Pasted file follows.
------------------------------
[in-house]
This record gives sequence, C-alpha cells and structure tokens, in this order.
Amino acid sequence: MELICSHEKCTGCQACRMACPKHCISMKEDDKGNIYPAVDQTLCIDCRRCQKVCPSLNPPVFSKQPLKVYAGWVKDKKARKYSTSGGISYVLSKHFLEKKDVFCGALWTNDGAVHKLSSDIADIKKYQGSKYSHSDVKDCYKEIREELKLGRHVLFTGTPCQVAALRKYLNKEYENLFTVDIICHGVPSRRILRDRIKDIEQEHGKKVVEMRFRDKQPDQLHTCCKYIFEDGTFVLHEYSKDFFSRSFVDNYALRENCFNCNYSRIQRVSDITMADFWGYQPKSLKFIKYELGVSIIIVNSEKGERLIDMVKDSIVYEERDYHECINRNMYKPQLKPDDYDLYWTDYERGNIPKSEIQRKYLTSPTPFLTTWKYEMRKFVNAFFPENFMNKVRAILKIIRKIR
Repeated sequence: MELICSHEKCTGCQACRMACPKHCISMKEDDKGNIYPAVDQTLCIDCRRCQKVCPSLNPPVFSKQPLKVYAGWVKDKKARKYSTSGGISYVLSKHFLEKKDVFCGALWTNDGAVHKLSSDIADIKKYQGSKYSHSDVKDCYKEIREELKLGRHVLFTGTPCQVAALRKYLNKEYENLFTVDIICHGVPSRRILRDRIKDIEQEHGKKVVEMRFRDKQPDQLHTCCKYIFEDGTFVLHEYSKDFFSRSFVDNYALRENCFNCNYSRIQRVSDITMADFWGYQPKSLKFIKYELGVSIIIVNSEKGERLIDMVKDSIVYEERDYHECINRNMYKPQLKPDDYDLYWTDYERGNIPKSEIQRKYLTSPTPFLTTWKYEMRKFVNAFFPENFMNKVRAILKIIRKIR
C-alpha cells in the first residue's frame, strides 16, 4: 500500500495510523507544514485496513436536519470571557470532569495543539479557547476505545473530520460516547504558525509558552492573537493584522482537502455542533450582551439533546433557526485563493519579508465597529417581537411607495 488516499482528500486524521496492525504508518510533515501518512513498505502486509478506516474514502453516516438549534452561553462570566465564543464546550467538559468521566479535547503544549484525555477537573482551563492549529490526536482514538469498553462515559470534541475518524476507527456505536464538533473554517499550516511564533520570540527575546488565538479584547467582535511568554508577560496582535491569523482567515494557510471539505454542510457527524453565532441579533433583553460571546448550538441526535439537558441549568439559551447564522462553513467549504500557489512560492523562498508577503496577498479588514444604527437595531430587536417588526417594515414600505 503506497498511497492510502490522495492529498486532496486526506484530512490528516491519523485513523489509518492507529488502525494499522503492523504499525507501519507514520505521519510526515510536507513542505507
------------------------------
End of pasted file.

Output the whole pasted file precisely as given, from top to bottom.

[in-house]
This record gives sequence, C-alpha cells and structure tokens, in this order.
Amino acid sequence: MELICSHEKCTGCQACRMACPKHCISMKEDDKGNIYPAVDQTLCIDCRRCQKVCPSLNPPVFSKQPLKVYAGWVKDKKARKYSTSGGISYVLSKHFLEKKDVFCGALWTNDGAVHKLSSDIADIKKYQGSKYSHSDVKDCYKEIREELKLGRHVLFTGTPCQVAALRKYLNKEYENLFTVDIICHGVPSRRILRDRIKDIEQEHGKKVVEMRFRDKQPDQLHTCCKYIFEDGTFVLHEYSKDFFSRSFVDNYALRENCFNCNYSRIQRVSDITMADFWGYQPKSLKFIKYELGVSIIIVNSEKGERLIDMVKDSIVYEERDYHECINRNMYKPQLKPDDYDLYWTDYERGNIPKSEIQRKYLTSPTPFLTTWKYEMRKFVNAFFPENFMNKVRAILKIIRKIR
Repeated sequence: MELICSHEKCTGCQACRMACPKHCISMKEDDKGNIYPAVDQTLCIDCRRCQKVCPSLNPPVFSKQPLKVYAGWVKDKKARKYSTSGGISYVLSKHFLEKKDVFCGALWTNDGAVHKLSSDIADIKKYQGSKYSHSDVKDCYKEIREELKLGRHVLFTGTPCQVAALRKYLNKEYENLFTVDIICHGVPSRRILRDRIKDIEQEHGKKVVEMRFRDKQPDQLHTCCKYIFEDGTFVLHEYSKDFFSRSFVDNYALRENCFNCNYSRIQRVSDITMADFWGYQPKSLKFIKYELGVSIIIVNSEKGERLIDMVKDSIVYEERDYHECINRNMYKPQLKPDDYDLYWTDYERGNIPKSEIQRKYLTSPTPFLTTWKYEMRKFVNAFFPENFMNKVRAILKIIRKIR
C-alpha cells in the first residue's frame, strides 16, 4: 500500500495510523507544514485496513436536519470571557470532569495543539479557547476505545473530520460516547504558525509558552492573537493584522482537502455542533450582551439533546433557526485563493519579508465597529417581537411607495 488516499482528500486524521496492525504508518510533515501518512513498505502486509478506516474514502453516516438549534452561553462570566465564543464546550467538559468521566479535547503544549484525555477537573482551563492549529490526536482514538469498553462515559470534541475518524476507527456505536464538533473554517499550516511564533520570540527575546488565538479584547467582535511568554508577560496582535491569523482567515494557510471539505454542510457527524453565532441579533433583553460571546448550538441526535439537558441549568439559551447564522462553513467549504500557489512560492523562498508577503496577498479588514444604527437595531430587536417588526417594515414600505 503506497498511497492510502490522495492529498486532496486526506484530512490528516491519523485513523489509518492507529488502525494499522503492523504499525507501519507514520505521519510526515510536507513542505507